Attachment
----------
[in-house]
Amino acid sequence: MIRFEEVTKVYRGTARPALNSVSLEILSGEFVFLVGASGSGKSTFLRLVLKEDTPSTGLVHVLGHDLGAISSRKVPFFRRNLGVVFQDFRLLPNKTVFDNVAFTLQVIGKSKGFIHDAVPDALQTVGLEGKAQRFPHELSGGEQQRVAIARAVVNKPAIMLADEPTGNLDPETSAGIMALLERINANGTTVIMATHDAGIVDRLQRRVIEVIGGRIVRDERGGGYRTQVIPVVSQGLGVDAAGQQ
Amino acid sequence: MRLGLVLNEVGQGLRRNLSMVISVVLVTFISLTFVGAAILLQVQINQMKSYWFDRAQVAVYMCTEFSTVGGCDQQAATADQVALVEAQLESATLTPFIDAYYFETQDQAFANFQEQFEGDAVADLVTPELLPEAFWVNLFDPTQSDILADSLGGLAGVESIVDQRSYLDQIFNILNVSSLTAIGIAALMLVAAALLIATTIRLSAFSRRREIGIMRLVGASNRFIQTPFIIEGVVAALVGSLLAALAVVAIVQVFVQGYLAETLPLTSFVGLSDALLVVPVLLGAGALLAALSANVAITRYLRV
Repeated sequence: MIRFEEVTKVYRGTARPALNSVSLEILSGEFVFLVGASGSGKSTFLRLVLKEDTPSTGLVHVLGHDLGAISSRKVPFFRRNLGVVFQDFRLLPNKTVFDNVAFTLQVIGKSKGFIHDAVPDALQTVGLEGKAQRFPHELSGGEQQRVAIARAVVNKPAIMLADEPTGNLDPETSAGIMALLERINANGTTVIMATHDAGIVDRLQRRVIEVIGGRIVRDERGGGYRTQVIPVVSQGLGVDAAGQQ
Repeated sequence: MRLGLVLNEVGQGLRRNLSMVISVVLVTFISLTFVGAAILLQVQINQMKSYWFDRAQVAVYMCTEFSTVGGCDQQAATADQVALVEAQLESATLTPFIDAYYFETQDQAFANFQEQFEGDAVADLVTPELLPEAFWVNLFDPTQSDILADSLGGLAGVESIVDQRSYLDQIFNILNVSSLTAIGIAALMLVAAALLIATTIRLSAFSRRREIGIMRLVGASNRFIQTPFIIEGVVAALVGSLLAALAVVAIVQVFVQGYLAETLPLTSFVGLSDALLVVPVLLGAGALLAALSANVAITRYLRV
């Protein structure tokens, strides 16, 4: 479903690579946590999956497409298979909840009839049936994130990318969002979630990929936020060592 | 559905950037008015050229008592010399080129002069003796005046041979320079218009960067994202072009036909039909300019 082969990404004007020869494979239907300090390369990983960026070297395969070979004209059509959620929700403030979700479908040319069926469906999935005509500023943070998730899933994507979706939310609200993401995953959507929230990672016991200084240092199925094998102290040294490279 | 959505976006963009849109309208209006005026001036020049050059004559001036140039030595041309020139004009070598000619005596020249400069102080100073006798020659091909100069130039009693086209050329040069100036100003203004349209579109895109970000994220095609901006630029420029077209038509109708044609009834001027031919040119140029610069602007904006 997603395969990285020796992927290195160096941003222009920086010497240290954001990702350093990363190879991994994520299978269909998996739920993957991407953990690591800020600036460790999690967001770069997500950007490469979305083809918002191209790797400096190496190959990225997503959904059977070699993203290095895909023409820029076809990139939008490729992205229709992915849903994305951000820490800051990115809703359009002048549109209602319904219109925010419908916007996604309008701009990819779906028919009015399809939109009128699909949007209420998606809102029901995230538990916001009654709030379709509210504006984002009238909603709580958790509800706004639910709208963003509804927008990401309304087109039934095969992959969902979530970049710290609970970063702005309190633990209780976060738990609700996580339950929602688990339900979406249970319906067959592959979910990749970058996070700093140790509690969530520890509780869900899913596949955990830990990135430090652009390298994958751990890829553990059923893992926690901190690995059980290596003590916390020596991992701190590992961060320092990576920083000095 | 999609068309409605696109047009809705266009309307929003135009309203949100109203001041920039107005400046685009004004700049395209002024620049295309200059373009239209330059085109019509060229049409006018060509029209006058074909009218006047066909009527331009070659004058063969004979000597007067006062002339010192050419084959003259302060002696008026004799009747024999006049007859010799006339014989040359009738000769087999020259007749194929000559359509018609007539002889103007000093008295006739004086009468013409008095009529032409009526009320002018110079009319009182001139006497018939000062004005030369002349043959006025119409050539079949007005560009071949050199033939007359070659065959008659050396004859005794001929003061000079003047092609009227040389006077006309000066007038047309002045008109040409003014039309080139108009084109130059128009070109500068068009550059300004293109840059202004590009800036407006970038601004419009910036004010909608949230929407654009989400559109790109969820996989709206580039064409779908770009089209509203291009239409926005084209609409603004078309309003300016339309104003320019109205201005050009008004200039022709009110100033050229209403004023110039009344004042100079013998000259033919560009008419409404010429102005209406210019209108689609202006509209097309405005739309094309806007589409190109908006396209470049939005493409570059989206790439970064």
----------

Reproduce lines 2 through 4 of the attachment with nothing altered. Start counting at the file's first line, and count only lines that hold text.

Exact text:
Amino acid sequence: MIRFEEVTKVYRGTARPALNSVSLEILSGEFVFLVGASGSGKSTFLRLVLKEDTPSTGLVHVLGHDLGAISSRKVPFFRRNLGVVFQDFRLLPNKTVFDNVAFTLQVIGKSKGFIHDAVPDALQTVGLEGKAQRFPHELSGGEQQRVAIARAVVNKPAIMLADEPTGNLDPETSAGIMALLERINANGTTVIMATHDAGIVDRLQRRVIEVIGGRIVRDERGGGYRTQVIPVVSQGLGVDAAGQQ
Amino acid sequence: MRLGLVLNEVGQGLRRNLSMVISVVLVTFISLTFVGAAILLQVQINQMKSYWFDRAQVAVYMCTEFSTVGGCDQQAATADQVALVEAQLESATLTPFIDAYYFETQDQAFANFQEQFEGDAVADLVTPELLPEAFWVNLFDPTQSDILADSLGGLAGVESIVDQRSYLDQIFNILNVSSLTAIGIAALMLVAAALLIATTIRLSAFSRRREIGIMRLVGASNRFIQTPFIIEGVVAALVGSLLAALAVVAIVQVFVQGYLAETLPLTSFVGLSDALLVVPVLLGAGALLAALSANVAITRYLRV
Repeated sequence: MIRFEEVTKVYRGTARPALNSVSLEILSGEFVFLVGASGSGKSTFLRLVLKEDTPSTGLVHVLGHDLGAISSRKVPFFRRNLGVVFQDFRLLPNKTVFDNVAFTLQVIGKSKGFIHDAVPDALQTVGLEGKAQRFPHELSGGEQQRVAIARAVVNKPAIMLADEPTGNLDPETSAGIMALLERINANGTTVIMATHDAGIVDRLQRRVIEVIGGRIVRDERGGGYRTQVIPVVSQGLGVDAAGQQ